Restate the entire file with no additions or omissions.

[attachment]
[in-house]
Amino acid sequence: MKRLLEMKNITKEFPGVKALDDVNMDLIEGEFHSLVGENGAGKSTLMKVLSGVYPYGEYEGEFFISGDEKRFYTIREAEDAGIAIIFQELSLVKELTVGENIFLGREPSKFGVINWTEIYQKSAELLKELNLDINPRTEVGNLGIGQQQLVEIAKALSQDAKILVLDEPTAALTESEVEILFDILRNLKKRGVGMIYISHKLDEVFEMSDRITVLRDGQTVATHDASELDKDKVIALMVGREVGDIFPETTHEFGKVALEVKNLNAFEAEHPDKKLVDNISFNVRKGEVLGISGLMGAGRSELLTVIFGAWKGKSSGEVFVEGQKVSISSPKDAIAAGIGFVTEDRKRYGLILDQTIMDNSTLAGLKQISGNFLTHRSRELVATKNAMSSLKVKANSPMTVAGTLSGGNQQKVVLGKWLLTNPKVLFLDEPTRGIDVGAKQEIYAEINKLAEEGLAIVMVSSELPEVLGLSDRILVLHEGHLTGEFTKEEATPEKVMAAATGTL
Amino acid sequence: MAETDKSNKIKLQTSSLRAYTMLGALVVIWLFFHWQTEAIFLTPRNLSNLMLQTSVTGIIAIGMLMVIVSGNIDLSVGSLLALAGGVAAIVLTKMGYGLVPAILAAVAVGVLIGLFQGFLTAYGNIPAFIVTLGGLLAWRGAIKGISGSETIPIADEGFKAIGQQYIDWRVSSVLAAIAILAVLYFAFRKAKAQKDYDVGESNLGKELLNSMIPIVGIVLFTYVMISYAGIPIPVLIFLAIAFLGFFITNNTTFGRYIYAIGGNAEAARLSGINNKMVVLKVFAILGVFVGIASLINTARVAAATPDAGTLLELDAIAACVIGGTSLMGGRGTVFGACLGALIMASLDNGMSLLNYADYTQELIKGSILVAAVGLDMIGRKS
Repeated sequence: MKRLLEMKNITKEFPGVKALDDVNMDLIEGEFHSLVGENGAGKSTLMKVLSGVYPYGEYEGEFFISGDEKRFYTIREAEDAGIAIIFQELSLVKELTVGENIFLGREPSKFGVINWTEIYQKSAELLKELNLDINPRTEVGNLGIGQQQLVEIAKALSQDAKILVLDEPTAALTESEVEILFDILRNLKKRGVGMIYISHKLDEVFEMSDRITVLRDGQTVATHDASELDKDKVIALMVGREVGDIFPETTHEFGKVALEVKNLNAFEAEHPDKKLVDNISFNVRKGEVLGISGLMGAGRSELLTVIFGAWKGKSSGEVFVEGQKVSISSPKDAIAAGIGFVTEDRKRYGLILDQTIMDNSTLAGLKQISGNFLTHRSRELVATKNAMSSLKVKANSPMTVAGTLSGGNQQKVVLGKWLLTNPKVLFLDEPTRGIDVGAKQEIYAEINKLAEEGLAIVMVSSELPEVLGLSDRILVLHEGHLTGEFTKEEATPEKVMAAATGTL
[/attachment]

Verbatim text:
[in-house]
Amino acid sequence: MKRLLEMKNITKEFPGVKALDDVNMDLIEGEFHSLVGENGAGKSTLMKVLSGVYPYGEYEGEFFISGDEKRFYTIREAEDAGIAIIFQELSLVKELTVGENIFLGREPSKFGVINWTEIYQKSAELLKELNLDINPRTEVGNLGIGQQQLVEIAKALSQDAKILVLDEPTAALTESEVEILFDILRNLKKRGVGMIYISHKLDEVFEMSDRITVLRDGQTVATHDASELDKDKVIALMVGREVGDIFPETTHEFGKVALEVKNLNAFEAEHPDKKLVDNISFNVRKGEVLGISGLMGAGRSELLTVIFGAWKGKSSGEVFVEGQKVSISSPKDAIAAGIGFVTEDRKRYGLILDQTIMDNSTLAGLKQISGNFLTHRSRELVATKNAMSSLKVKANSPMTVAGTLSGGNQQKVVLGKWLLTNPKVLFLDEPTRGIDVGAKQEIYAEINKLAEEGLAIVMVSSELPEVLGLSDRILVLHEGHLTGEFTKEEATPEKVMAAATGTL
Amino acid sequence: MAETDKSNKIKLQTSSLRAYTMLGALVVIWLFFHWQTEAIFLTPRNLSNLMLQTSVTGIIAIGMLMVIVSGNIDLSVGSLLALAGGVAAIVLTKMGYGLVPAILAAVAVGVLIGLFQGFLTAYGNIPAFIVTLGGLLAWRGAIKGISGSETIPIADEGFKAIGQQYIDWRVSSVLAAIAILAVLYFAFRKAKAQKDYDVGESNLGKELLNSMIPIVGIVLFTYVMISYAGIPIPVLIFLAIAFLGFFITNNTTFGRYIYAIGGNAEAARLSGINNKMVVLKVFAILGVFVGIASLINTARVAAATPDAGTLLELDAIAACVIGGTSLMGGRGTVFGACLGALIMASLDNGMSLLNYADYTQELIKGSILVAAVGLDMIGRKS
Repeated sequence: MKRLLEMKNITKEFPGVKALDDVNMDLIEGEFHSLVGENGAGKSTLMKVLSGVYPYGEYEGEFFISGDEKRFYTIREAEDAGIAIIFQELSLVKELTVGENIFLGREPSKFGVINWTEIYQKSAELLKELNLDINPRTEVGNLGIGQQQLVEIAKALSQDAKILVLDEPTAALTESEVEILFDILRNLKKRGVGMIYISHKLDEVFEMSDRITVLRDGQTVATHDASELDKDKVIALMVGREVGDIFPETTHEFGKVALEVKNLNAFEAEHPDKKLVDNISFNVRKGEVLGISGLMGAGRSELLTVIFGAWKGKSSGEVFVEGQKVSISSPKDAIAAGIGFVTEDRKRYGLILDQTIMDNSTLAGLKQISGNFLTHRSRELVATKNAMSSLKVKANSPMTVAGTLSGGNQQKVVLGKWLLTNPKVLFLDEPTRGIDVGAKQEIYAEINKLAEEGLAIVMVSSELPEVLGLSDRILVLHEGHLTGEFTKEEATPEKVMAAATGTL